Derek Winnert


This article was written on 10 May 2017, and is filled under Uncategorized.

Alien: Covenant – Preview

In space, maybe no one can hear you scream, but what we can hear is the scream of great rejoicing in the serious sci-fi universe that Ridley Scott is returning as director for his third Alien film, Alien: Covenant, the sixth installment in the Alien series, ready to be released on 12 May 2017 in the UK and 19 May 2017 in the US.

I was watching the trailer in the cinema the other day, and you could hear the audience was actually excited as a great buzz went across the theatre on Ridley Scott’s name. The other excitement of the trailer is that everything looks so like Alien, the look, the style, the scenes – and the alien! I can hardly remember a recent movie I am so looking forward to.

So, first, who’s counting? Well I am, or trying to. As the second installment in the Alien prequel series, Alien: Covenant is the sequel to Scott’s 2012 film Prometheus, in the first of three new sequels that will lead up to his original film Alien (1979). Wow! This is an undertaking on a par with James Cameron’s four in-the-works sequels to Avatar (2009).

I always thought it was a huge shame that Scott abandoned the Alien franchise after his thrilling commercial movie breakthrough with the original movie, which is undoubtedly still the best feature in the series. James Cameron’s Aliens (1986) is a great sequel, a fantastic sci-fi action thriller, but it’s not quite in the class of Scott’s movie. I wonder if the two men feel they are in competition. Who would win?

You get the idea that Scott is a shade reluctant to return to making a direct Alien sequel. When Scott made Prometheus, he seemed keen to distance it from the Alien franchise, seeing it as stand-alone one-off movie. He greatly disliked Alien 3 (1992), perhaps thought the whole Alien thing was played out, wanted to try something new, and so thought of Prometheus only as Alien universe prequel.

But there must have been enormous pressure on Scott, both financially by the studio, Fox, and in his own creative head, to go directly to Alien, and have Alien in his movie’s title. So, eventually, he came up with the idea of making a ‘sequel-substitution’, which eventually then became Alien: Covenant after many rewrites.

In 2012, before the release of Prometheus, Scott hinted about a sequel that would follow the story of archaeologist Dr Elizabeth Shaw, the crew member of the destroyed Prometheus, to her next destination, ‘because, if it is paradise, paradise cannot be what you think it is. Paradise has a connotation of being extremely sinister and ominous.’ At this point, Scott planned the title as Alien: Paradise Lost.

However, things change, and change a lot in Scott’s Alien universe. The buzz on Alien: Covenant started way back in September 2015 when Scott finally revealed that he was planning two sequels to Prometheus, which would lead back into the first Alien film – ‘maybe even a fourth film before we get back into Alien.’

Then in November 2015 he confirmed that Alien: Covenant would be the first of three additional films in the Alien prequel series, before linking up with Alien. This is all brilliant news. Scott is 79 and is scarily energised for a man of his age, but this is an enormous undertaking for a man half his age. However, Scott works fast and hard, he’s a tough guy, and the best films he makes are tough films. That’s why we like him.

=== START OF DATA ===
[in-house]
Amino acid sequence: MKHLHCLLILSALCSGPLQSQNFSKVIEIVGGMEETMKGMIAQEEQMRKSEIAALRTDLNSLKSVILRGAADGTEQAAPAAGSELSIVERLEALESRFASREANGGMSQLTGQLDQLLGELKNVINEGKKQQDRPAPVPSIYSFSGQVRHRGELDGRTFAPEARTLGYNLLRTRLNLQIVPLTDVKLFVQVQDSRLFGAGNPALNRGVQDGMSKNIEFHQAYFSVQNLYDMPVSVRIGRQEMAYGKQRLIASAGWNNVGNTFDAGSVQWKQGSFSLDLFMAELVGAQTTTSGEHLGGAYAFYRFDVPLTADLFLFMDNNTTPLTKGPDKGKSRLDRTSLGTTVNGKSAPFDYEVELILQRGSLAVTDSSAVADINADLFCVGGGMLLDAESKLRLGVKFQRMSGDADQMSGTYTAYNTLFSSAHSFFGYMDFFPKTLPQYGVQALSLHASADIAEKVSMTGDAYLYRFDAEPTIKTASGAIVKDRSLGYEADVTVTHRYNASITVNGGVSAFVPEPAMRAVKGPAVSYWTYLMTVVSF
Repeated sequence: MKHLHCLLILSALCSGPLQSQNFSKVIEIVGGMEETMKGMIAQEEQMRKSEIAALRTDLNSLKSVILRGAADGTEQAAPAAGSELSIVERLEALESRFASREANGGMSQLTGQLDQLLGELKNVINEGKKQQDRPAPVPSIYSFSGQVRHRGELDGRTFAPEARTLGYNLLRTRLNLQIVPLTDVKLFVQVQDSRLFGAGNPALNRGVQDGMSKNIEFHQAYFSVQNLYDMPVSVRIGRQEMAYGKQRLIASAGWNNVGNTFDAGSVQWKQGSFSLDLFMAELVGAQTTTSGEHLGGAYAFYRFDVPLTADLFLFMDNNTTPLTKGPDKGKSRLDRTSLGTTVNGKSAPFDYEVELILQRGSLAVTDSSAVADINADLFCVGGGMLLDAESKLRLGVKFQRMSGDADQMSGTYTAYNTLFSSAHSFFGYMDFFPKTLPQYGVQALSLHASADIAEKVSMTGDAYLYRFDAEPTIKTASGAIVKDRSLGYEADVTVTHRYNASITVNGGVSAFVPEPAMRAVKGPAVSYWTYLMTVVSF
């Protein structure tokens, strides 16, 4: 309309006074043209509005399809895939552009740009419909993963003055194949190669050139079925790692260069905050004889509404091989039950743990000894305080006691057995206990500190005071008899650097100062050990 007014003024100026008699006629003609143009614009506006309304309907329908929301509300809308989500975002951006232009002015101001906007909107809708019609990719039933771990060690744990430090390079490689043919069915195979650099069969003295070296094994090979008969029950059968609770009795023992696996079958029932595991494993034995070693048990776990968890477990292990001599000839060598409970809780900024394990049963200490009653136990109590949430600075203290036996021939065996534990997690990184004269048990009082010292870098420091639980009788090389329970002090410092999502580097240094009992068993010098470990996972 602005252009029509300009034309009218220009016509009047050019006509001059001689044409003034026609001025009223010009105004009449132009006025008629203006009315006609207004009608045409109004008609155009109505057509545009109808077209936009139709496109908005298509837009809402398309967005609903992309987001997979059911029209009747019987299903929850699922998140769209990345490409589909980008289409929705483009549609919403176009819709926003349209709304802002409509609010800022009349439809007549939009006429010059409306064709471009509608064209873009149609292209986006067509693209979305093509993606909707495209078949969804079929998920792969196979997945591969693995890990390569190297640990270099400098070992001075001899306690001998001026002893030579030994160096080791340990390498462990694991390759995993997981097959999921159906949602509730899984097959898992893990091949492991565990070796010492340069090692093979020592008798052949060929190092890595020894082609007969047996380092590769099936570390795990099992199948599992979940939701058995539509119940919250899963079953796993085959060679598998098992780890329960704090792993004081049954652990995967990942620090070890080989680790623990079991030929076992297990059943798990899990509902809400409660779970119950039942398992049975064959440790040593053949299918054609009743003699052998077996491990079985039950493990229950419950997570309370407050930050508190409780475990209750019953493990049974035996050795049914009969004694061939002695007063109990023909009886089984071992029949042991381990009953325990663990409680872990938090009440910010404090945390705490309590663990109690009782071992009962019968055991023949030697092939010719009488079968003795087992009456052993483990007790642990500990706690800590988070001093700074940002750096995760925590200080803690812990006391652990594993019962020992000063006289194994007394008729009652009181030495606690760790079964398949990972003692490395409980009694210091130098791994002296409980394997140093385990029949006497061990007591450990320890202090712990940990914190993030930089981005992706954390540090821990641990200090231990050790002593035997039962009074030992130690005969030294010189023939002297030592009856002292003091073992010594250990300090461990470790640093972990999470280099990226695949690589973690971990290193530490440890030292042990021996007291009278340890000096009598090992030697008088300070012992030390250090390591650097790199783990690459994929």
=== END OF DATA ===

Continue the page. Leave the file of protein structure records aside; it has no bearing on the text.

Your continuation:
Scott again stars that unique favourite actor Michael Fassbender as Walter, a synthetic android created by the Weyland-Yutani Corporation, who assists the crew aboard the Covenant. Fassbender will have plenty to do, as he also reprises his role as David, an earlier-made, prototype android, formerly a crew member of the destroyed Prometheus.

Katherine Waterston lands the key Sigourney Weaver-style role as Daniels, a terraforming expert aboard the Covenant, who is married to the ship’s original captain, Jacob Branson, who is played in a brief unbilled cameo by James Franco, in a welcome rare return to serious work as his comedy career is in hyper-drive. It is good news too that the underused Billy Crudup plays Christopher Oram, the first mate of the Covenant, and another comedy actor, Danny McBride, is Tennessee, the Covenant’s chief pilot.

Only Fassbender, Guy Pearce and Noomi Rapace reprise their roles from Prometheus. Pearce plays Peter Weyland, the billionaire founder and CEO of Weyland Corporation (now the Weyland-Yutani Corporation), who died before the Prometheus was destroyed. Rapace plays Dr Shaw but her role has vanished along with the plan to follow her story.

Okay, come on guys, it’s a good old-fashioned creature feature, right? It’s Alien! The teasing Mr Scott originally stated that the film would feature none of the original xenomorph creatures: ‘The beast is done. Cooked,’ he said. Now, however, Scott has excitingly confirmed that the movie does include the xenomorphs. And he promises that the Prometheus sequels will reveal who created the xenomorph aliens.

Fassbender has revealed that a new type of alien creature will appear, referred to as a neomorph. Going down in history, Goran D Kleut plays the role of both the Neomorph and the Xenomorph in costume and on set, while Javier Botet portrays the Xenomorph via motion capture.

Scott has his own UK studio, but the film was shot in Sydney, Australia, at Fox studios, attracted there by huge Australian government grants, and on New Zealand locations. Judging from the trailer, it is going to look awesome, and just for good measure, it will receive an IMAX 70mm release, where no doubt it will look awesomer.

In a cinema space near you, quite soon, probably you will hear me scream with joy.

Review: Alien: Covenant.

© Derek Winnert 2017 Classic Movie Review 5426

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